Eventually the tears stopped and Faith ate her treats quietly and went to bed.

In the morning I hesitantly walked in to her room and she turned and gave me a big confidant smile.  “Mom, I’ve decided to go to rehearsal today.  I’m going to talk to the director about their decision-making process and I’ll do my part to make the show better even if my role is smaller this time.”

I looked around to make sure I had the same kid.  No pre-teen diva in this room.  And then I choked up.

Maturity had descended into our midst.

I started hopping up and down, now energized and exuberant.  “Faith, do you know I am more proud of you than if you have gotten to play Dorothy? You are showing strength of character!  You are amazing!”

Faith’s face lit up like sunshine and she laughed and threw her arms around me. 

I sent her off to school smiling, even though I knew she would have a tough day telling her friends, struggling with emotions and dealing with the inevitable waves of disappointment.

But for a child who has always struggled with self-soothing this time Faith surprised us all.

And even though the play isn’t for a few months, I’m stocking away some funds now for opening night where I plan on having the biggest stinking bouquet known to mankind.


Because my Snowflake has STAR written all over her!


Flower: Source: via Jess on Pinterest 


Am I Pretty or Ugly? Little Girls, the Media and Self-Esteem…

The other night I spoke to a group of amazing young women at Fristers –a non-profit dedicated to equipping and empowering teen moms.

I talked on PURITY and that it’s never too late –which is clearly God’s sense of humor.  How I became the poster child for no sex before marriage is still a mystery to me?  I guess it’s one of those Saul/Paul miracles –you know the guy who used to persecute Christians and then became the champion of the Christian movement?  Jesus takes the most unlikely people, wrecks them with his love and grace, and then bamm…new outlook and spokesperson status.

Laughs aside, I love encouraging these gals.  I bought into the lie for way to many years that I was only as good as I looked and that my self-esteem was intertwined with my beauty.   As I looked out at the sea of young faces I knew these sweet girls had fallen for the same bucket of deception.

And it’s getting worse and worse.

I saw on the Today Show this morning that little girls are posting pictures and videos on Facebook  asking, “Am I pretty or ugly?” allowing strangers to rate their appearance and opening the door up for bullying and predators.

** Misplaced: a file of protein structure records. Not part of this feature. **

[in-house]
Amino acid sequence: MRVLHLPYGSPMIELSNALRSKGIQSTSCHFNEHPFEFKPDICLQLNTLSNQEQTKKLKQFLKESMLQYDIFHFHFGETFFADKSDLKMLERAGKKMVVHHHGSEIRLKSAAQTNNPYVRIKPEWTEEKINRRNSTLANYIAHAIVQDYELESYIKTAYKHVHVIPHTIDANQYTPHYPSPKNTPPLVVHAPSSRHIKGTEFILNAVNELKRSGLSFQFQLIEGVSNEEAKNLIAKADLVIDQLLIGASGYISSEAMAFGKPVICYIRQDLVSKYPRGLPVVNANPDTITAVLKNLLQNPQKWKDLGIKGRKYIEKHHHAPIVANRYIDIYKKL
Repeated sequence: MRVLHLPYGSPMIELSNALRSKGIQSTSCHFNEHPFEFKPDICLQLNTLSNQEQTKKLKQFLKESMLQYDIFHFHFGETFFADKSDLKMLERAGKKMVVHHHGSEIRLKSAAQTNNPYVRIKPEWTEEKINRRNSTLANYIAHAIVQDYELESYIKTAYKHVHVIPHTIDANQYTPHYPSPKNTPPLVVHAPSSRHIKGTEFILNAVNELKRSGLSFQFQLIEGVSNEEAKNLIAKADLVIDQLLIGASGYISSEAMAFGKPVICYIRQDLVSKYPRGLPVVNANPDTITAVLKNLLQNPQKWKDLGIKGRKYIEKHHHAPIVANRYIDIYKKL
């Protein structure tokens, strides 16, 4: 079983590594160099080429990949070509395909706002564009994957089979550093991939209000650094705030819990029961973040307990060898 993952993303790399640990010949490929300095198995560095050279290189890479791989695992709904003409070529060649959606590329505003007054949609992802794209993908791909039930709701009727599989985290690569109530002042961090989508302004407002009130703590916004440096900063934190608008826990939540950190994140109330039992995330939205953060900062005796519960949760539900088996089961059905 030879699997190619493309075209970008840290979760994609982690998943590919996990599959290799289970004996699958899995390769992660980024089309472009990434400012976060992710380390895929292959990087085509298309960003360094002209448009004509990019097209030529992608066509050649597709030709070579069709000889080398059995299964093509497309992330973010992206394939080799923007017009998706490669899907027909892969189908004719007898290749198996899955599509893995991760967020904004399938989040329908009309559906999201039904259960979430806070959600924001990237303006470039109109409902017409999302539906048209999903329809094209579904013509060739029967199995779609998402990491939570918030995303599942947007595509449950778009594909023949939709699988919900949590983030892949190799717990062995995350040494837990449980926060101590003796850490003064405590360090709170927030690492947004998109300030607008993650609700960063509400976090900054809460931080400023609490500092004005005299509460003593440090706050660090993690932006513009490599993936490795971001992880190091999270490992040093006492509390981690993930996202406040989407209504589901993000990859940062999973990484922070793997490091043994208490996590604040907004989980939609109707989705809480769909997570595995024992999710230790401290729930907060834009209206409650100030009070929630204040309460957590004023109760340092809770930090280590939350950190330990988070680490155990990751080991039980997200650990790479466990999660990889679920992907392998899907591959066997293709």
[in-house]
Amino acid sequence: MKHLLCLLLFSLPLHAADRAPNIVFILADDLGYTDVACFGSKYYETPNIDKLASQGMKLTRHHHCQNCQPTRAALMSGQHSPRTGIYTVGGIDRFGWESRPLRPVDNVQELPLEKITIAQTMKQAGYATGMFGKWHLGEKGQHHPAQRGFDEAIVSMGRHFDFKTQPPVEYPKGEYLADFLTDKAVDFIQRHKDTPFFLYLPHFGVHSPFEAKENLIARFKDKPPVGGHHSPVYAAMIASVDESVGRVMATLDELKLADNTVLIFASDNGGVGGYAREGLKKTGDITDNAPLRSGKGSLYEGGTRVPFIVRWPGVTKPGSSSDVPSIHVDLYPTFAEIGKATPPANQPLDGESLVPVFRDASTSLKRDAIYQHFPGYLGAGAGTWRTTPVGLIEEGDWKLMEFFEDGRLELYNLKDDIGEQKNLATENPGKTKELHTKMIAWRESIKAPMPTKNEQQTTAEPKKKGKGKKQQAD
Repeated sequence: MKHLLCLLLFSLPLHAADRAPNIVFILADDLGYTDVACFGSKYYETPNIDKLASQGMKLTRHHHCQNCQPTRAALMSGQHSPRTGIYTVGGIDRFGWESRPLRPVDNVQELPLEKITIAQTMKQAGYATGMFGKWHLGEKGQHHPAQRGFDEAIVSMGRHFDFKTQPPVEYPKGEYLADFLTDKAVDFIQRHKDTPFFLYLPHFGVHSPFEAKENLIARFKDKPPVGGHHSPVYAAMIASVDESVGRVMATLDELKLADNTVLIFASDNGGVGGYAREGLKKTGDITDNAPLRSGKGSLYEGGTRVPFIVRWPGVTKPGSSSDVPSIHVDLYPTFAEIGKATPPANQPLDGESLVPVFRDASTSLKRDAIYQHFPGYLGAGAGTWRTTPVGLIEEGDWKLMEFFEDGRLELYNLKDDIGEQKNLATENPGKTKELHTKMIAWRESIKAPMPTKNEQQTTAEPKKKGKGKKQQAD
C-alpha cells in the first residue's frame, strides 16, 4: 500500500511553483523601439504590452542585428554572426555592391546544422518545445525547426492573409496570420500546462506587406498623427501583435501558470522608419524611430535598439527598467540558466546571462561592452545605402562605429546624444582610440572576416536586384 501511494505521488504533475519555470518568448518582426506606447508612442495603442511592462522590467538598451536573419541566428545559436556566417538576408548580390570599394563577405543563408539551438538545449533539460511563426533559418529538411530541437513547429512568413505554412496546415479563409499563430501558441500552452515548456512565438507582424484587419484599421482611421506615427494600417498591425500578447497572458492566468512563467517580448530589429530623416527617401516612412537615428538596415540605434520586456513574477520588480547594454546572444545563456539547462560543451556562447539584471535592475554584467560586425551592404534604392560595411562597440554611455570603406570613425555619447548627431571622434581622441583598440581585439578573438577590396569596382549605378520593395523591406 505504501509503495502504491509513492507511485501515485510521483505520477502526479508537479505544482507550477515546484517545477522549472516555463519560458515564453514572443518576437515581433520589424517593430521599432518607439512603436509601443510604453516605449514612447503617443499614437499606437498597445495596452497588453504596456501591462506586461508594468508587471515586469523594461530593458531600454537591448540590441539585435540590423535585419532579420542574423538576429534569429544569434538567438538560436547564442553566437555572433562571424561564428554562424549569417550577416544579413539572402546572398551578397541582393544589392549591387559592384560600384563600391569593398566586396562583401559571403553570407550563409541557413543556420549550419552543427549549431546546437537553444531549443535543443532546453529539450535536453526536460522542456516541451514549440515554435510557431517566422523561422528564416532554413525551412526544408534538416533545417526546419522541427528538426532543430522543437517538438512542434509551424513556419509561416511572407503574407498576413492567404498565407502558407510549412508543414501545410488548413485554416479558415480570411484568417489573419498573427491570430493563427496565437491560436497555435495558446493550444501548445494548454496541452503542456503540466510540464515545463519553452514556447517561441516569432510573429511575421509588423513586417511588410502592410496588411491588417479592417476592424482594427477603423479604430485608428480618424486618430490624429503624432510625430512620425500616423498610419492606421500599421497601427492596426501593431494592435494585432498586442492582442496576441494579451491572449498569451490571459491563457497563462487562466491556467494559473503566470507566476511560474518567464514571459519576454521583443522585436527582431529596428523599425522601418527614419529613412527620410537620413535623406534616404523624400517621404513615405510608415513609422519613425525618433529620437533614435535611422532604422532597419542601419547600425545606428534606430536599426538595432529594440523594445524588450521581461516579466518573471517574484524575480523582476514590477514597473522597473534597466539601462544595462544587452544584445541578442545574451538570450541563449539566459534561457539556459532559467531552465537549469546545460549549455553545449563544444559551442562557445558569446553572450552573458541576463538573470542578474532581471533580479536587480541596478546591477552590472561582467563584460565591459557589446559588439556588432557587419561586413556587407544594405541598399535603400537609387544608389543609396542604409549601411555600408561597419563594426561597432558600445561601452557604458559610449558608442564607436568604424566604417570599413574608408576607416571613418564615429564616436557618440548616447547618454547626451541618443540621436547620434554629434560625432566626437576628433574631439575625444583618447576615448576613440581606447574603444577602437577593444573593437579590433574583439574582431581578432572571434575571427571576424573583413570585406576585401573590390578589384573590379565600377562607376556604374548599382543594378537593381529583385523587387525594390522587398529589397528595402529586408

Why do our little girls and our teens and truthfully –most women believe we have so little to offer?

I think it’s because we are duped from the get-go (and cursed from a certain apple incident, but that’s a whole other can of worms).

One of the things I came across recently is that men control 95% of the media we consume. Only 5% of what women consume is actually directed by women. 

What?  That means I am letting men tell me how to be a woman?

And it’s not like these are Godly men who want the best for women.  These are corrupt men who are defining what you and I believe.  And it’s a 24/7 assault on our spirits. 

I am not a big feminist.  In fact I cringe at some of the rights women think they need to be equal with men.  I believe men and women are different –and that’s something to be celebrated (in the context of equality in God’s eyes). 

But let’s be honest here, it’s the media who is the biggest enemy of the female heart, not the politicians, or the religious right or the schmuck at the office who degrades you and tells you to cut up his steak. It’s the media who controls what is before our eyes and we keep watching and encouraging the exploitation.

Every time we turn into Jersey Shore, Sweet Home Alabama and Secret’s of an American Teenager we tell Hollywood to keep pumping out more BS.  I know, I know…it’s your secret little addiction and you are a grown up.  But what about the hordes of little girl’s out there who watch the same shows and believe they need to look like a Bachelor hottie to be loved and get a rose?

It’s the disturbing and relentless messages targeting our little girl’s hearts by defining their worth and value as objects and subsequently destroying the female spirit.

The media tells us women are only as good as we look, that it’s ok to  parade us around in bikini’s and sexualize us into a piece of meat.  They tell us the size of our boobs is more important than our intellect or our hearts.  They tell us it’s ok to give our bodies away over and over but then they come back and call us trash and whores after we do. 

The reality show craze has elevated toddlers dressed as pageant tarts into celebrities, its turned teen sex into an act as normal as brushing your teeth, they’ve twisted abortion into the smart girl’s ticket to success vs. a life wasted slaving over a child’s snotty nose, while ironically shaming the courageous girls who actually take responsibility for their actions and decide to have their babies.

In college they call it a walk of shame when a girl slinks back to her dorm in her heels and party dress the morning after a hook-up.  They call it a walk of fame for a guy.  They let us buy into a sick and twisted double standard regarding men and women and sex. 

Pornography is the new norm and men are being sucked in and women are left to compete with an airbrushed image that doesn’t speak but opens her mouth and takes it.

And that’s what women are supposed to compete with? 

I don’t think so.

And I confess I am one of the guilty parties who bought into this lie from the enemy of my soul – hook line and sinker.  Even worse I perpetuated it.  I allowed myself, for a long time, to become the it-girl of the media’s distorted lie. 

But not anymore…

The other night I was able to tell these girls the TRUTH about who God says they are.

children of God. made in HIS image.  worth dying for.  radically loved. cherished. treasured.  beautiful.